Chilton, Shadrach, Judge
The following data is extracted from Reminiscent History Of The Ozark Region, pub. Goodspeed Brothers, Publishers, Chicago 1894.
JUDGE SHADRACH CHILTON. Among the citizens of Van Buren, Carter County, Missouri, who have carved their way from a modest beginning to the rank of its prominent men, not one occupies a more enviable position than Judge Shadrach Chilton. Possessed of excellent ability, grafted upon a stock of sturdy honesty, he also possesses a goodly degree of those personal attributes that spring from a kindly heart, an honest purpose, a broad liberality and a fraternal sympathy. He is a descendant of one of the earliest pioneers in the county, John Chilton, who was born in Ray County, Tennessee, on May 9, 1805. The latter was a son of Thomas and Susan (Inmann) Chilton. Thomas Chilton was born in the State of Virginia, and at an early date moved to Tennessee. There he married and resided until 1816, when he came to Madrid County, Missouri Two years later he moved to Carter County and settled on the Current River, being the first man to settle that high up. He improved a farm at the mouth of Henpeck Creek, and as he delighted in hunting and fishing, his table was seldom lacking meat. A few years later he moved to Shannon County and carried on a mill until his death in 1863. He was a soldier in the Creek Indian War in Tennessee, and in politics was a Democrat. He reared nine sons and one daughter, as follows: Clementine, wife of Zimri Carter; Mark, died when a young man; John, the father of our subject; Charles T.; Thomas; Shadrach; Joshua; William; James and Francis M. The father of our subject was about eleven years of age when he came to Missouri, and in this State he received but a limited education, only such as was gained by his own reading. Later he embarked in the sawmill business for twelve years and then farming, following the latter on a farm northwest of Van Buren, where he made his home until his death in April, 1874. He served one term as representative of Ripley County about the year 1844 or '45. After the organization of Carter County he was elected judge of the County Court, which office he held until the late Rebellion. He held the office of assessor in Shannon County prior to the organization of Carter, which was also a part of Shannon County. He was a strong Democrat, and although a Southern sympathizer during the war, he took no active part in that struggle. Mr. Chilton was married in Shannon County to Miss Sophia Chilton, daughter of Thomas Chilton. She is still living on the old home place and although seventy-two years of age, enjoys comparatively good health. Eight children were the fruits of this union: Louise, who is living with the mother; Shadrach, subject; Emaline, deceased, was the wife of Noah Clark; Zimri, died in 1891; Joshua, died when seven years of age; Van Diemon, died when five years of age; John J., a farmer on Current River and Thomas, who is living on the old home place. Our subject was born in Carter County, Missouri, February 8, 1847, and he there grew to mature years and received his education. When twenty-two years of age he married Miss Cynthia Coleman, a native of Tennessee, born August 14, 1846, and after this union they located on the farm where Mr. Chilton now resides and he has since followed farming and stockraising. In his political views Mr. Chilton is a Democrat and in 1876 he was elected county assessor, to which position he was reelected in 1878. In 1886 he was elected probate judge and held that position up to 1890. He has been active in politics and is an ardent supporter of his party. In his social relations he is a Mason, a member of Van Buren Lodge. His marriage resulted in the birth of six living children, as follows: Anderson; J. W.; Mary J., at home; Rose M.; Cora and Oliver. Two children, Thomas and Robert L., died young. The mother of these children passed away November 6, 1891. Judge Chilton has a good farm of 325 acres and has sixty acres cleared.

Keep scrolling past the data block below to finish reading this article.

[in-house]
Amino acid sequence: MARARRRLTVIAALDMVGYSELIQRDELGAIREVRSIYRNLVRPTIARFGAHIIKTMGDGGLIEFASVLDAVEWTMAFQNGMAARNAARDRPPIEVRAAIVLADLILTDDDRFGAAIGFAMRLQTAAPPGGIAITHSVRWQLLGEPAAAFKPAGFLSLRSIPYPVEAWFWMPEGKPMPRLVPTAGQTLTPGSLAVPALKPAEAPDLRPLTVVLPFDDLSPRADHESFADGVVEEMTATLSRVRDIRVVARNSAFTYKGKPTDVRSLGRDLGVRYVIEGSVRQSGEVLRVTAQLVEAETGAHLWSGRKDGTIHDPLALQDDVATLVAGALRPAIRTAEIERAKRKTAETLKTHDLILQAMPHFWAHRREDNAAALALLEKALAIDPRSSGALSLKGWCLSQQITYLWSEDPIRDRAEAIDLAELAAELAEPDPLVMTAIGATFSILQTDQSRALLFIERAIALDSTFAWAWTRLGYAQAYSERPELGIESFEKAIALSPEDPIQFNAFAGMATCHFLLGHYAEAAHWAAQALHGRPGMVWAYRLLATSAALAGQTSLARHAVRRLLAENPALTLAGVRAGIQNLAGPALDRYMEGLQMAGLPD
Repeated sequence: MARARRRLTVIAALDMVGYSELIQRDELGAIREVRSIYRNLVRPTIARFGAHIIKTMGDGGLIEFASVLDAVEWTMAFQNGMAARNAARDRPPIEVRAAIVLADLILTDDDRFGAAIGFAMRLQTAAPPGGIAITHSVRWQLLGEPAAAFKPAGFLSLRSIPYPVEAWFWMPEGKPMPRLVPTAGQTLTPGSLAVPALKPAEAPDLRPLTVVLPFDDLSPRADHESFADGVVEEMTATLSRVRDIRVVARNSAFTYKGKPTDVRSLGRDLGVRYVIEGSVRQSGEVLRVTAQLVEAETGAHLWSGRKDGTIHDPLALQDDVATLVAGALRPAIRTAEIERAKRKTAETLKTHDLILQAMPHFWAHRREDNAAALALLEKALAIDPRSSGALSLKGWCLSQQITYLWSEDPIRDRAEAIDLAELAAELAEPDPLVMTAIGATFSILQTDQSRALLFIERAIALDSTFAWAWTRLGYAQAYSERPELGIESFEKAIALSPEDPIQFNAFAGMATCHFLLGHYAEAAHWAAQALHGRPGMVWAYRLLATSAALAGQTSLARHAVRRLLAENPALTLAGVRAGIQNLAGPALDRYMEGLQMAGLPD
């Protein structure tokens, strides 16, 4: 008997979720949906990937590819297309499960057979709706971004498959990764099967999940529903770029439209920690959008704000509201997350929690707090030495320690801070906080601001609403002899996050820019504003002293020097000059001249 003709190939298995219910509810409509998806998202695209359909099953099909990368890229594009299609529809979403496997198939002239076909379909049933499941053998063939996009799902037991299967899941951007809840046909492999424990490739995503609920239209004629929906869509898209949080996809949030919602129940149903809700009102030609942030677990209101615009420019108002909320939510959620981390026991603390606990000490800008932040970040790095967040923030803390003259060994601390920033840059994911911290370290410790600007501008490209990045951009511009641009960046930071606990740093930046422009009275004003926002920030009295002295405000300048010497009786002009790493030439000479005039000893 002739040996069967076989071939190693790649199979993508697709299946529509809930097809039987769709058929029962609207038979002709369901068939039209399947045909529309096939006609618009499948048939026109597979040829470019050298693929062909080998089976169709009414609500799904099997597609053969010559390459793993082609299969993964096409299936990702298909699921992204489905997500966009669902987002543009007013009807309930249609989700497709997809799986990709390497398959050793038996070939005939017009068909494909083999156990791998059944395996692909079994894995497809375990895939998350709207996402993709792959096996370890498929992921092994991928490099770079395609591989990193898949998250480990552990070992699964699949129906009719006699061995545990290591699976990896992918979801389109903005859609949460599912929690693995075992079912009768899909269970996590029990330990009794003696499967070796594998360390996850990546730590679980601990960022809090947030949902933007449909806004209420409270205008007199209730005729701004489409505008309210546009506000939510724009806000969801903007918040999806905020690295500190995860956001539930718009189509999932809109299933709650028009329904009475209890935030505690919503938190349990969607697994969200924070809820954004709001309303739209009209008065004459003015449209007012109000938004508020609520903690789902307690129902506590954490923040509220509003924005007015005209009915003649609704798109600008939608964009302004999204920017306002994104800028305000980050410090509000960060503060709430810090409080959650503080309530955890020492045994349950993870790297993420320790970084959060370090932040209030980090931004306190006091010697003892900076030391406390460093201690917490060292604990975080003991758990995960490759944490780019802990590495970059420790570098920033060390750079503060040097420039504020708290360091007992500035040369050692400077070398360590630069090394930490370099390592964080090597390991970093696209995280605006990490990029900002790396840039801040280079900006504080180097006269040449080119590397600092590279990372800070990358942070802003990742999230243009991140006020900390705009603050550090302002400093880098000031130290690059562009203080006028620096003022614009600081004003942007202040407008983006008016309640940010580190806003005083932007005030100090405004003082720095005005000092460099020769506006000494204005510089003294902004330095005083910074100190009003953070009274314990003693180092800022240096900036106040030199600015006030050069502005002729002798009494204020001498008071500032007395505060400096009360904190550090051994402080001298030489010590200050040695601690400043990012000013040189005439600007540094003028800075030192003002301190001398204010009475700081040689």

Source: Reminiscent History Of The Ozark Region, pub. Goodspeed Brothers, Publishers, Chicago 1894